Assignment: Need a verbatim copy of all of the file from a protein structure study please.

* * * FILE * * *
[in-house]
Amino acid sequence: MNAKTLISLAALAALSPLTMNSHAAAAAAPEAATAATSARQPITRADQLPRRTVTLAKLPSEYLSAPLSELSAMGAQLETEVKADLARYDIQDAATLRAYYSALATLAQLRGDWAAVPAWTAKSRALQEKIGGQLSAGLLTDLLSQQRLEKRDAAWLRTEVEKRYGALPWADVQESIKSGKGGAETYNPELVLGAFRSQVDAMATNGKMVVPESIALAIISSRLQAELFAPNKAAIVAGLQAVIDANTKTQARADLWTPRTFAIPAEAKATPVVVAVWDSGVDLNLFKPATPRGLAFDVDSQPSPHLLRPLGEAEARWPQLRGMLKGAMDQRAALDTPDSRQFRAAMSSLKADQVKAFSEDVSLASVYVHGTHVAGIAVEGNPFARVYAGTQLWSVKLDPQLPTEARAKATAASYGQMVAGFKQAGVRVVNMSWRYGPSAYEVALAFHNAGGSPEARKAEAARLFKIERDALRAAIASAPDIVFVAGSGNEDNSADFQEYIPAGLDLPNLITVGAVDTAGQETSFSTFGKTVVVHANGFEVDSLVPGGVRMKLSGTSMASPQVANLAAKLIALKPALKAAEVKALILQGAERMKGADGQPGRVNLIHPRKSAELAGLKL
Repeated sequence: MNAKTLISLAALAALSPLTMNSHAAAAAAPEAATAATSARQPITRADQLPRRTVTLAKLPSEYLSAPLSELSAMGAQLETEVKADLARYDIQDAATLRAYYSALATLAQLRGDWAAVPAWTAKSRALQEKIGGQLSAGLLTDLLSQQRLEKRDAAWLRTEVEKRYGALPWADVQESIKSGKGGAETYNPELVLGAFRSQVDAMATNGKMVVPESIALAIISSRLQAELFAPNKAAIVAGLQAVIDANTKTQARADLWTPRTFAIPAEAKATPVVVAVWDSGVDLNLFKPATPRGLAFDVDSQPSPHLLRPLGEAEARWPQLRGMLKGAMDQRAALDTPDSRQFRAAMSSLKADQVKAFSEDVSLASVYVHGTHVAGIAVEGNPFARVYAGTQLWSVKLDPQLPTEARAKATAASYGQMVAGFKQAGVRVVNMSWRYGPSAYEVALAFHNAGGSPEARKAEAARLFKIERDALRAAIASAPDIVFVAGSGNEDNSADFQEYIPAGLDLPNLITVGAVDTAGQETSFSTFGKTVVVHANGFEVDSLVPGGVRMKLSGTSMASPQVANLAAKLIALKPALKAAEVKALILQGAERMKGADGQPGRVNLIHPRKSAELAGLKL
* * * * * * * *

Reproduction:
[in-house]
Amino acid sequence: MNAKTLISLAALAALSPLTMNSHAAAAAAPEAATAATSARQPITRADQLPRRTVTLAKLPSEYLSAPLSELSAMGAQLETEVKADLARYDIQDAATLRAYYSALATLAQLRGDWAAVPAWTAKSRALQEKIGGQLSAGLLTDLLSQQRLEKRDAAWLRTEVEKRYGALPWADVQESIKSGKGGAETYNPELVLGAFRSQVDAMATNGKMVVPESIALAIISSRLQAELFAPNKAAIVAGLQAVIDANTKTQARADLWTPRTFAIPAEAKATPVVVAVWDSGVDLNLFKPATPRGLAFDVDSQPSPHLLRPLGEAEARWPQLRGMLKGAMDQRAALDTPDSRQFRAAMSSLKADQVKAFSEDVSLASVYVHGTHVAGIAVEGNPFARVYAGTQLWSVKLDPQLPTEARAKATAASYGQMVAGFKQAGVRVVNMSWRYGPSAYEVALAFHNAGGSPEARKAEAARLFKIERDALRAAIASAPDIVFVAGSGNEDNSADFQEYIPAGLDLPNLITVGAVDTAGQETSFSTFGKTVVVHANGFEVDSLVPGGVRMKLSGTSMASPQVANLAAKLIALKPALKAAEVKALILQGAERMKGADGQPGRVNLIHPRKSAELAGLKL
Repeated sequence: MNAKTLISLAALAALSPLTMNSHAAAAAAPEAATAATSARQPITRADQLPRRTVTLAKLPSEYLSAPLSELSAMGAQLETEVKADLARYDIQDAATLRAYYSALATLAQLRGDWAAVPAWTAKSRALQEKIGGQLSAGLLTDLLSQQRLEKRDAAWLRTEVEKRYGALPWADVQESIKSGKGGAETYNPELVLGAFRSQVDAMATNGKMVVPESIALAIISSRLQAELFAPNKAAIVAGLQAVIDANTKTQARADLWTPRTFAIPAEAKATPVVVAVWDSGVDLNLFKPATPRGLAFDVDSQPSPHLLRPLGEAEARWPQLRGMLKGAMDQRAALDTPDSRQFRAAMSSLKADQVKAFSEDVSLASVYVHGTHVAGIAVEGNPFARVYAGTQLWSVKLDPQLPTEARAKATAASYGQMVAGFKQAGVRVVNMSWRYGPSAYEVALAFHNAGGSPEARKAEAARLFKIERDALRAAIASAPDIVFVAGSGNEDNSADFQEYIPAGLDLPNLITVGAVDTAGQETSFSTFGKTVVVHANGFEVDSLVPGGVRMKLSGTSMASPQVANLAAKLIALKPALKAAEVKALILQGAERMKGADGQPGRVNLIHPRKSAELAGLKL